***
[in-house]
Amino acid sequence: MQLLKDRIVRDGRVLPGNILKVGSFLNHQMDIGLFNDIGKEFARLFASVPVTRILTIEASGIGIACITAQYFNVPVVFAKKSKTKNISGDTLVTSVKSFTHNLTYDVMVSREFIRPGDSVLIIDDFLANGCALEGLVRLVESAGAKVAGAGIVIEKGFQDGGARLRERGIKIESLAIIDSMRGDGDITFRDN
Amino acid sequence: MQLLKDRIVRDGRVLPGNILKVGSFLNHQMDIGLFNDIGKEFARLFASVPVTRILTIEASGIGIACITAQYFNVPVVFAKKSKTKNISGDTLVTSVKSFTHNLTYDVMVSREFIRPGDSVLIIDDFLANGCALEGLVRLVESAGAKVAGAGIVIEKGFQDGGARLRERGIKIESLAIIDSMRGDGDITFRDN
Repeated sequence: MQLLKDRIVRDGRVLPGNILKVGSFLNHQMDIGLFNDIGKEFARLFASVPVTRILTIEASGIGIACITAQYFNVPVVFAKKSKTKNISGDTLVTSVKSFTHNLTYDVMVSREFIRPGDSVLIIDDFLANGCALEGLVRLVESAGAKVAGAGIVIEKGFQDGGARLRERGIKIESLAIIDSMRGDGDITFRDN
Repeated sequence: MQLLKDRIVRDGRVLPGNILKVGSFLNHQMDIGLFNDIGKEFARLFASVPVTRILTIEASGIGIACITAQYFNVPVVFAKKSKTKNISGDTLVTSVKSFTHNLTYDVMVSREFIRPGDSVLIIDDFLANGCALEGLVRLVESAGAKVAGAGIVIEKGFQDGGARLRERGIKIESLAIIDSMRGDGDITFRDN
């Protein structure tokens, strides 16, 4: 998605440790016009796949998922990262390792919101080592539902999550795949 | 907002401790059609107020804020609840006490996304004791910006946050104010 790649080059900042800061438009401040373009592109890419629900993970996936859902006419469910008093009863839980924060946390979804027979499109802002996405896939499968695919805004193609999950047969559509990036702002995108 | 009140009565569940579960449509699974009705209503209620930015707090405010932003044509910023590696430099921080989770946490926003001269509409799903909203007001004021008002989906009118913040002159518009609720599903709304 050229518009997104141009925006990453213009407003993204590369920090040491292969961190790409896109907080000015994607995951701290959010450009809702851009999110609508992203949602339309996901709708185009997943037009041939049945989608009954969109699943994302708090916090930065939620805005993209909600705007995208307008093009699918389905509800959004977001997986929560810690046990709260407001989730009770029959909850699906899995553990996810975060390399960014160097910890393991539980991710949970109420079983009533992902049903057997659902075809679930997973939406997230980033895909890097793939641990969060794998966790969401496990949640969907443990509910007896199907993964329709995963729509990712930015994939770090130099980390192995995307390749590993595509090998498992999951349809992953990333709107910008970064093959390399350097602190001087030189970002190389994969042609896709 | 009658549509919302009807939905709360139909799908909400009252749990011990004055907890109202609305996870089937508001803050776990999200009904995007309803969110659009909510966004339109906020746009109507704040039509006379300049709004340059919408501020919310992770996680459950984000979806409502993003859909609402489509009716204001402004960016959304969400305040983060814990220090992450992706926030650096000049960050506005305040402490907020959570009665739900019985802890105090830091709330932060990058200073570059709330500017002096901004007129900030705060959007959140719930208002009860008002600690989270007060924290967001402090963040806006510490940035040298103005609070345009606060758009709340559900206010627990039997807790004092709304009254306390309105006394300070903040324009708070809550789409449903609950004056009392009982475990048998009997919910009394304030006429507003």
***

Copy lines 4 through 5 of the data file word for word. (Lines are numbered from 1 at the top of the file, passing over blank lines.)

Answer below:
Repeated sequence: MQLLKDRIVRDGRVLPGNILKVGSFLNHQMDIGLFNDIGKEFARLFASVPVTRILTIEASGIGIACITAQYFNVPVVFAKKSKTKNISGDTLVTSVKSFTHNLTYDVMVSREFIRPGDSVLIIDDFLANGCALEGLVRLVESAGAKVAGAGIVIEKGFQDGGARLRERGIKIESLAIIDSMRGDGDITFRDN
Repeated sequence: MQLLKDRIVRDGRVLPGNILKVGSFLNHQMDIGLFNDIGKEFARLFASVPVTRILTIEASGIGIACITAQYFNVPVVFAKKSKTKNISGDTLVTSVKSFTHNLTYDVMVSREFIRPGDSVLIIDDFLANGCALEGLVRLVESAGAKVAGAGIVIEKGFQDGGARLRERGIKIESLAIIDSMRGDGDITFRDN